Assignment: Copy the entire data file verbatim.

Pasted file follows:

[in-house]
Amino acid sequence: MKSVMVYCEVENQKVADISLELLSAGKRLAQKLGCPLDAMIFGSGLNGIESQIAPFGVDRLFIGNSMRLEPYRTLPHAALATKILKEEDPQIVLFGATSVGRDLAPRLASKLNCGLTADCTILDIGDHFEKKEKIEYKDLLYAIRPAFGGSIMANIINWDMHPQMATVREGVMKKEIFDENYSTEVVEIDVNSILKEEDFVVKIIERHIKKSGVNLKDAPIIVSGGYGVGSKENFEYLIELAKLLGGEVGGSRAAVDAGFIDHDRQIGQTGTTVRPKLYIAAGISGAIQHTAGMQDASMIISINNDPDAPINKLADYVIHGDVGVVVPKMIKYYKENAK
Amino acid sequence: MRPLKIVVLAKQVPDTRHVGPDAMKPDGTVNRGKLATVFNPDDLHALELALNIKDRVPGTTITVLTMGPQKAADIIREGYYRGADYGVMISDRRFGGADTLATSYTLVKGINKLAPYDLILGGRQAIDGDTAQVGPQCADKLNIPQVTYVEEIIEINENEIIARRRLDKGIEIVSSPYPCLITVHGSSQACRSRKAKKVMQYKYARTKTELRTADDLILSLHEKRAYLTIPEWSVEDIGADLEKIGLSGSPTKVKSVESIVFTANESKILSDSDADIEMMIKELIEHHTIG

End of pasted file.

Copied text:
[in-house]
Amino acid sequence: MKSVMVYCEVENQKVADISLELLSAGKRLAQKLGCPLDAMIFGSGLNGIESQIAPFGVDRLFIGNSMRLEPYRTLPHAALATKILKEEDPQIVLFGATSVGRDLAPRLASKLNCGLTADCTILDIGDHFEKKEKIEYKDLLYAIRPAFGGSIMANIINWDMHPQMATVREGVMKKEIFDENYSTEVVEIDVNSILKEEDFVVKIIERHIKKSGVNLKDAPIIVSGGYGVGSKENFEYLIELAKLLGGEVGGSRAAVDAGFIDHDRQIGQTGTTVRPKLYIAAGISGAIQHTAGMQDASMIISINNDPDAPINKLADYVIHGDVGVVVPKMIKYYKENAK
Amino acid sequence: MRPLKIVVLAKQVPDTRHVGPDAMKPDGTVNRGKLATVFNPDDLHALELALNIKDRVPGTTITVLTMGPQKAADIIREGYYRGADYGVMISDRRFGGADTLATSYTLVKGINKLAPYDLILGGRQAIDGDTAQVGPQCADKLNIPQVTYVEEIIEINENEIIARRRLDKGIEIVSSPYPCLITVHGSSQACRSRKAKKVMQYKYARTKTELRTADDLILSLHEKRAYLTIPEWSVEDIGADLEKIGLSGSPTKVKSVESIVFTANESKILSDSDADIEMMIKELIEHHTIG